The survey sent by Statskontoret to all detention centres, prisons and probation offices shows that the Prison and Probation Service needs more cooperation with non-profit organisations, both those currently receiving government grants and those who do not. We also believe that, overall, both types of organisations could utilise a limited increase of government grants in a suitable way.

Statskontoret believes that the Prison and Probation Service should consider increasing the share of grants given to activities at detention centres and in the probation system. Our survey shows that detention centres and probation offices generally have a greater need for an increase in their operations than the prisons do. There is value in an organisation being able to support an inmate all the way from the detention centre and prison to the probation system.

Reasonable to increase the government grant to SEK 15 million

Overall, Statskontoret believes that the Prison and Probation Service's suggested increase of the government grant from SEK 10 million to SEK 15 million is reasonable. The increase should be implemented in two steps in order for the organisations to be able to plan their operations.

The Ordinance needs to be clarified

Our evaluation shows that the Ordinance (2002:954) which regulates the government grant needs to be clarified in several ways in order to be more appropriate.

We make several recommendations to the Government in respect of how it can be clarified, including establishing that the government grant should be an operational grants or project grant with clear demands with regard to the performance expected in return. The Prison and Probation Service already mainly approves grants for specific operations.

The Prison and Probation Service needs to review its conditions for awarding grants

We make several recommendations to the Prison and Probation Service, including a review of their conditions for awarding grants. Today, the Agency prioritises things such as activities that prepare persons for release from prison and detention centres, ahead of probation-focused activities. Within the probation system, grants mostly go to the organising of laypersons as probation officers. However, there is no documentation to back up this prioritisation, which makes it difficult for organisations and other parties within the Prison and Probation Service to know what applies as far as the management of government grants is concerned.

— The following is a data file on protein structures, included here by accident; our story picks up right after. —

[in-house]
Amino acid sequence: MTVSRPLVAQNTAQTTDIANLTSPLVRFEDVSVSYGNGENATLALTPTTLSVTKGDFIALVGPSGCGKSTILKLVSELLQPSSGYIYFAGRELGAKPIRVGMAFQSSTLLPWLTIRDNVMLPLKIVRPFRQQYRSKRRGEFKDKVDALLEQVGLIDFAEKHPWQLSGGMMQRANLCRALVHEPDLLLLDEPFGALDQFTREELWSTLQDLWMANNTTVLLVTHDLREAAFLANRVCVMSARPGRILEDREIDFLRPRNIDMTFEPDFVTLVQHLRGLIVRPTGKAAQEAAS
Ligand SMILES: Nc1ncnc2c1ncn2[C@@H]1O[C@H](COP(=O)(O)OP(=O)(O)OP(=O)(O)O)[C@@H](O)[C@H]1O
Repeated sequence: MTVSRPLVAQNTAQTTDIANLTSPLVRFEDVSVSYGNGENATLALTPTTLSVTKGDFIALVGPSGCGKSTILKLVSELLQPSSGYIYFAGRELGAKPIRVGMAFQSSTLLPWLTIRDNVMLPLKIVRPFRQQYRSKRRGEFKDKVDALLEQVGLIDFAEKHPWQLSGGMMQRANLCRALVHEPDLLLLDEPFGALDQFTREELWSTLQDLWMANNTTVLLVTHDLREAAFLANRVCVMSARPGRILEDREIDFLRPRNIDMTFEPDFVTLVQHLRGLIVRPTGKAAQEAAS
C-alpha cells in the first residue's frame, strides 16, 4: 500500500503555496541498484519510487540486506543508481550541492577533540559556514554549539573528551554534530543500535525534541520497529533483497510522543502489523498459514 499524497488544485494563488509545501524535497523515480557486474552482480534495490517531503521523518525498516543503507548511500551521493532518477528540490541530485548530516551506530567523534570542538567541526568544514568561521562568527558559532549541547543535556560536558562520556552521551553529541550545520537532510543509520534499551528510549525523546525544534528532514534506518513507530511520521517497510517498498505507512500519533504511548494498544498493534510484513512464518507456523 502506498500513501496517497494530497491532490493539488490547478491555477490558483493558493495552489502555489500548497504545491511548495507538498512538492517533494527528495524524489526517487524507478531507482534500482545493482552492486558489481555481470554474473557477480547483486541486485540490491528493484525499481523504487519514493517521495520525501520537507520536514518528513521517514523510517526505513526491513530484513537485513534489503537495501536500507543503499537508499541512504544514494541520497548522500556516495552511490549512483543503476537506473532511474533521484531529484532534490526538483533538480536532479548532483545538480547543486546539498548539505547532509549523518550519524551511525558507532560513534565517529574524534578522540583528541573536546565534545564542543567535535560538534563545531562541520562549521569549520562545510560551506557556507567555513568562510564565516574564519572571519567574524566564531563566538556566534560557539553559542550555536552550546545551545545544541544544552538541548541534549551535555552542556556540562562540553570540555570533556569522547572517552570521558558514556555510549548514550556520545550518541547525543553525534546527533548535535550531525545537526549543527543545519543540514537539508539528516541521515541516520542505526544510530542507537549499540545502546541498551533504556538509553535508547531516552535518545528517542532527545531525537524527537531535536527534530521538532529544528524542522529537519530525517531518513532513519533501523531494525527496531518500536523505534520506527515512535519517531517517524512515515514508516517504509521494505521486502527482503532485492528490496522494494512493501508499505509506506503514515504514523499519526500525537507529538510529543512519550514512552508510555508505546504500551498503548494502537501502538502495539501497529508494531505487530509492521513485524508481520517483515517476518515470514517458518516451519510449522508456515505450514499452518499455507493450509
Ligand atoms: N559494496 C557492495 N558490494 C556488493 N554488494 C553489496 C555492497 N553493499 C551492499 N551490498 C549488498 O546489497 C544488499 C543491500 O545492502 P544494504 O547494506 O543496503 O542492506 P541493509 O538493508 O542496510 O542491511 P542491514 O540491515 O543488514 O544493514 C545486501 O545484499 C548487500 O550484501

Statskontoret recommends that the Prison and Probation Service reviews whether there is reason to change the current conditions and priorities. This should be carried out in consultation with regional and local representatives for the Agency, and together with the organisations that operate in the prison and probation field. The conditions and priorities should be documented in internal guidelines.

Statskontoret also recommends that the Prison and Probation Service should formulate clearer decisions so that it is always evident what activities are approved for grants, that it should review how obstacles to cooperating with non-profit organisations can be eliminated, that it should improve its internal follow-up of how the organisations' activities work and that it should develop its reporting to the Government with regards to the government grant.